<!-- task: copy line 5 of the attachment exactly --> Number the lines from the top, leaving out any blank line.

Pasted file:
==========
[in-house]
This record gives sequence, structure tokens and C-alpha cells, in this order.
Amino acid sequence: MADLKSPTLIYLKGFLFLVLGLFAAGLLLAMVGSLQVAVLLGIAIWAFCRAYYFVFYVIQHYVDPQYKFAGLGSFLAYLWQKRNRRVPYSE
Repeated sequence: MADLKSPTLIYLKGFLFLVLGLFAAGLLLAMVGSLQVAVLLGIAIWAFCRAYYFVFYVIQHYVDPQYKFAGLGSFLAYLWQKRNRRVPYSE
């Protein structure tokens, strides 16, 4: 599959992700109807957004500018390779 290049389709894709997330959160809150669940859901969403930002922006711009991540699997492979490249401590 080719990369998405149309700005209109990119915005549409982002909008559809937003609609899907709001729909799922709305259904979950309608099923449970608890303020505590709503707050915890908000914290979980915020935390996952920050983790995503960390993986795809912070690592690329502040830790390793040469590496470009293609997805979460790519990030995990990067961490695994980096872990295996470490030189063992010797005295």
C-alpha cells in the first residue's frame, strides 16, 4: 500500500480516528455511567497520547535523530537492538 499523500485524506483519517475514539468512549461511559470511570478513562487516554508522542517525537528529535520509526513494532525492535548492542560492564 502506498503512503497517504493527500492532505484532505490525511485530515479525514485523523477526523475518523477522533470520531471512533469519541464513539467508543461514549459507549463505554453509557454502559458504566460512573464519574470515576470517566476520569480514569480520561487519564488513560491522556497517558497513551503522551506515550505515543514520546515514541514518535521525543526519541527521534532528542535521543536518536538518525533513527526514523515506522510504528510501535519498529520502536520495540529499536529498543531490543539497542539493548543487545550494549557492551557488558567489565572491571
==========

């Protein structure tokens, strides 16, 4: 599959992700109807957004500018390779 290049389709894709997330959160809150669940859901969403930002922006711009991540699997492979490249401590 080719990369998405149309700005209109990119915005549409982002909008559809937003609609899907709001729909799922709305259904979950309608099923449970608890303020505590709503707050915890908000914290979980915020935390996952920050983790995503960390993986795809912070690592690329502040830790390793040469590496470009293609997805979460790519990030995990990067961490695994980096872990295996470490030189063992010797005295």